YouTube garners more than 1 billion unique views a month; by 2018, video content will account for almost 80% of all consumer traffic online, according to research by multinational technology company Cisco.
Indeed, video is not only the future of content marketing–for early adopters, it’s already king.
But in the Asia-Pacific, video marketing is concentrated mostly in the region’s maturest markets, according to Mark Blair, vice president, Asia-Pacific, at Brightcove. “It tends to be global brands in countries like Singapore and Hong Kong, as opposed to regional brands, that are scaling up their video marketing efforts,” he said.
One of the biggest marketing trends to hit Australia and New Zealand is shoppable video, which enables featured products to be clicked on and purchased right from the video.
“A ‘shoppable video’ is a blend of e-commerce, marketing automation, and using video online to create a seamless experience for consumers,” Blair explained, citing Brightcove’s work with jeweller Michael Hill on a shoppable video campaign used to focus on momentous occasions, such as an engagement, to tell the story of a customer and a piece of jewellery. Following the campaign, Michael Hill experienced an 85% increase in visitors to its site, a 97% increase in mobile traffic, and a 300% increase in sales, Blair said.
Reasons For Reluctance
According to Forrester, one minute of video equates to 1.8 million words, so the platform’s power is more than clear. Then why is the rest of the region not fully embracing the video platform? Phil Ely, head of communications at digital agency Lowe Profero, pointed to a lack of confidence among many APAC brands to move beyond running a TV ad online.
“To counter this we need a mentality shift to happen,” Ely said. “Companies like Red Bull, Under Armour, and Nike will develop videos alongside their TVCs to be shared and viewed almost exclusively online.”
The reluctance of video uptake in other APAC markets can be attributed to misconceptions. Cost is high up on the list and one of the main reasons brands aren’t capitalising on its power. But, according to Ely, with the breadth of technology and software available, it’s possible to produce quality video content for less than $500.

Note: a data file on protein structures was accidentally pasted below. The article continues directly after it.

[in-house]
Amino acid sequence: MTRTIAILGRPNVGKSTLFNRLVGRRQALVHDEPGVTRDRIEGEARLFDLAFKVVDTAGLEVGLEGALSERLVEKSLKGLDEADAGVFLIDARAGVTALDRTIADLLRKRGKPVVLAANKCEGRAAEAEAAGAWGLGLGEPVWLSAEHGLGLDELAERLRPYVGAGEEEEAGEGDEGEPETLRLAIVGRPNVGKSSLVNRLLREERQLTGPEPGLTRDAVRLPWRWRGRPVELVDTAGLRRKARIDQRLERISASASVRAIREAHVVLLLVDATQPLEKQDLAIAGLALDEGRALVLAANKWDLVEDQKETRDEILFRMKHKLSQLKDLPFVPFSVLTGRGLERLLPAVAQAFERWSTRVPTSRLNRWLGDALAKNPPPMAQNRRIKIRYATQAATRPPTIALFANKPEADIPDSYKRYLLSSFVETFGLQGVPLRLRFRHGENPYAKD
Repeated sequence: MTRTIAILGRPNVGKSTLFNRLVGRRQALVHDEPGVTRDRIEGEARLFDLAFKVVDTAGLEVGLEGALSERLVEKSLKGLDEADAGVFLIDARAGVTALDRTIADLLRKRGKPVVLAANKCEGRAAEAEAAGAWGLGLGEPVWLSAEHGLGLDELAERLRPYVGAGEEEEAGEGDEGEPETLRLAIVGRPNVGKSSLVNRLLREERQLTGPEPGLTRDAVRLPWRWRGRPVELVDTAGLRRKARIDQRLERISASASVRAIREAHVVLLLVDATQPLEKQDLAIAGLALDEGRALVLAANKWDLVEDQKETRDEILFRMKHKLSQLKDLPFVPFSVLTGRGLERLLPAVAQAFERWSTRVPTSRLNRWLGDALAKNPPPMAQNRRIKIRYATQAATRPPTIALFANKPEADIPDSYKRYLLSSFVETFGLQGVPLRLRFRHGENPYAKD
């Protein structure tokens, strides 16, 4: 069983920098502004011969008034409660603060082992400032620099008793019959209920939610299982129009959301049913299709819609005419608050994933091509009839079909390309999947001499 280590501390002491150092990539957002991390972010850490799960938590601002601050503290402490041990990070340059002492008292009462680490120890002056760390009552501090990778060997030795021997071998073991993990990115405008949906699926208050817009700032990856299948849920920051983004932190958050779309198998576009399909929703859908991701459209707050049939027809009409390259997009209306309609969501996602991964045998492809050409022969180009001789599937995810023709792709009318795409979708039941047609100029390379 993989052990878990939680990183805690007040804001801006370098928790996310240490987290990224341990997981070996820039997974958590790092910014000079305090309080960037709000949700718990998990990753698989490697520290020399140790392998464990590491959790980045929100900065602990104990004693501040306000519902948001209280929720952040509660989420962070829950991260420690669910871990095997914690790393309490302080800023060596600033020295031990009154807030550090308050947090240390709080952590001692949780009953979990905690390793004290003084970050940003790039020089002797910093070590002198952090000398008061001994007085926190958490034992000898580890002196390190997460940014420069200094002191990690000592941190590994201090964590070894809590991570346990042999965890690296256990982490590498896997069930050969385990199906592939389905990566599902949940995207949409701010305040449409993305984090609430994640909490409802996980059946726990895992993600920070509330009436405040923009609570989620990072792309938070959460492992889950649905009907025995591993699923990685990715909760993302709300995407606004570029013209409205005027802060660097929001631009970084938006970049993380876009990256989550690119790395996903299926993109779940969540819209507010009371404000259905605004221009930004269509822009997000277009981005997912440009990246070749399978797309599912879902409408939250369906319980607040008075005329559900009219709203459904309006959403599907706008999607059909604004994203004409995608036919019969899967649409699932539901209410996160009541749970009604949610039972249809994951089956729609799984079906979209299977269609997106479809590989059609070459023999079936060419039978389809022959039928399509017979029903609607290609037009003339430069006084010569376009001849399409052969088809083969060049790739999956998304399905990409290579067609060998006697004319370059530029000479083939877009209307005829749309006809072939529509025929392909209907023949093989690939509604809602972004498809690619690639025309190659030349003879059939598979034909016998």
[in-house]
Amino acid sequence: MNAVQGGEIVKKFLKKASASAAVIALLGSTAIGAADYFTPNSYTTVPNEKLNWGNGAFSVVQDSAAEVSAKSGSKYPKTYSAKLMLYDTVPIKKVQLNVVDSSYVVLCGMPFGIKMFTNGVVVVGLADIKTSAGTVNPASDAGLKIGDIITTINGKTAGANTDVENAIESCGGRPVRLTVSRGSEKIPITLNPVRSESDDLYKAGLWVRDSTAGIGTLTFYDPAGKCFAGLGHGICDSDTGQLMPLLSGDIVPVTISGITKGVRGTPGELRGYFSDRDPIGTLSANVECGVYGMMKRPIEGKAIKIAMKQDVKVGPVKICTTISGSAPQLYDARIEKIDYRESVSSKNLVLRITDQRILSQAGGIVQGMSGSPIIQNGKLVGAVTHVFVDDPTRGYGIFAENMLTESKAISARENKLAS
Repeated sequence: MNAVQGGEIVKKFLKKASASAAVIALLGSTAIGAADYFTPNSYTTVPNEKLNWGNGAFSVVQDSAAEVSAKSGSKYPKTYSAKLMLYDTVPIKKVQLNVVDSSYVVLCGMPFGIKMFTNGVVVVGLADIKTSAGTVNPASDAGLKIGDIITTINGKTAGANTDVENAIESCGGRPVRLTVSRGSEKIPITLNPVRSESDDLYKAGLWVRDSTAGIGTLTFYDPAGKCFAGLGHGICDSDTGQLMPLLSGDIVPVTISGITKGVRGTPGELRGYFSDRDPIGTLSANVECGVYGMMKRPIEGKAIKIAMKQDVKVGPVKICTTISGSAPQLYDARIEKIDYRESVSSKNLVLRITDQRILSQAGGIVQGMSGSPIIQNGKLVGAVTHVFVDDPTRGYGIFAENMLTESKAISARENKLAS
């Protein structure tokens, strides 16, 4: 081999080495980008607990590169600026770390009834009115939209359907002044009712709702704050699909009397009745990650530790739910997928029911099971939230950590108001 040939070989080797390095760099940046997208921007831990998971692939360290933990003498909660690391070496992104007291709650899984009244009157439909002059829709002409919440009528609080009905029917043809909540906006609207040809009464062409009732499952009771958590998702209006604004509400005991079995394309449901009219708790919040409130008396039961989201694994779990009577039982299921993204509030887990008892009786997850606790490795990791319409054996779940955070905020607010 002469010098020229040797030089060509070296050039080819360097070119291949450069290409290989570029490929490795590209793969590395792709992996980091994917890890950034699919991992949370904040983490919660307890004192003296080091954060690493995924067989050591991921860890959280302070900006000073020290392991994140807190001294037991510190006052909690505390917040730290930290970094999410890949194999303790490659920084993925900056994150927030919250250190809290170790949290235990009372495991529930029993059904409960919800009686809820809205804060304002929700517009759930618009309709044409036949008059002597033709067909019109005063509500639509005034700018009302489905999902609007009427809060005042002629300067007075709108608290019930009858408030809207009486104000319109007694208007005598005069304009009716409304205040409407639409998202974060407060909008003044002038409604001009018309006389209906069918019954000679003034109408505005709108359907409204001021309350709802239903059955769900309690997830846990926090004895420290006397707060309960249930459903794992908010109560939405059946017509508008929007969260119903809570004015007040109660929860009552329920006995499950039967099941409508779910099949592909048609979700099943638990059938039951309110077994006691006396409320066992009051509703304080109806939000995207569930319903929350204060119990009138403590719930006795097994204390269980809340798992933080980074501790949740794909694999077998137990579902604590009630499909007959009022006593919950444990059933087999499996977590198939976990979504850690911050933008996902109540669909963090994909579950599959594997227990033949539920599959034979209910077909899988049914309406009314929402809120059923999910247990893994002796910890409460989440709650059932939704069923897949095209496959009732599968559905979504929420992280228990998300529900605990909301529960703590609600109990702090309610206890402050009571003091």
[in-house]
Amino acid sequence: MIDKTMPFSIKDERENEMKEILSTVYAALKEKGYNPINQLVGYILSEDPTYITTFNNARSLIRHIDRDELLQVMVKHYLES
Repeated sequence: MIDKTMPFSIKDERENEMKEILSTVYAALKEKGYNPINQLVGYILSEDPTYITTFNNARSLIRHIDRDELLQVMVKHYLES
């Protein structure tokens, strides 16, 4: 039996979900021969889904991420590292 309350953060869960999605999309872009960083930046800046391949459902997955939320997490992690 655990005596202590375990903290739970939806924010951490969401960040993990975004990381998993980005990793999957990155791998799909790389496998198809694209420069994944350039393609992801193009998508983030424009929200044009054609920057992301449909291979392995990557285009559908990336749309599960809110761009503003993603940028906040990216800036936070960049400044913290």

Another misconception, about videos’ ineffectiveness, stems from marketers’ own mistakes, said Neal Moore, co-founder and chief executive of Singaporean content marketing agency Click2View.
“Using the video file name as the title is a big one,” he said. “Not providing a compelling headline or description, forgetting to tag, not writing a blog post to support the video [are others].”
Moore also explained how marketers, rather than integrating content and committing to a long-term strategy, still get caught up in the biggest myth of all: virality.
“A lot of Asia-Pacific marketers are still looking for that magic bullet, that one ‘viral video’ that will solve all their problems–but, sadly, it doesn’t exist,” he said.
Opportunity awaits APAC marketers who can make their way past these misconceptions. They may very well be on their way. According to the Hong Kong Advertisers Association (HK2A) and Nielsen, 84% of marketers will increase their digital marketing budgets over the next 12 months, which will include content marketing and ever-engaging video.
Lowe Profero’s Ely argued the need for a clear content strategy in addition to respecting the power of video as a platform. “Brands need to commit resources to the production of unique and interesting content that people will actually choose to watch,” he said.
Brightcove’s Blair said he suspects less mature APAC will start to take video seriously in the next 12 months. “My message to digital marketers in the region is this: You need to leverage video because it’s an incredibly powerful e-commerce platform,” he said.
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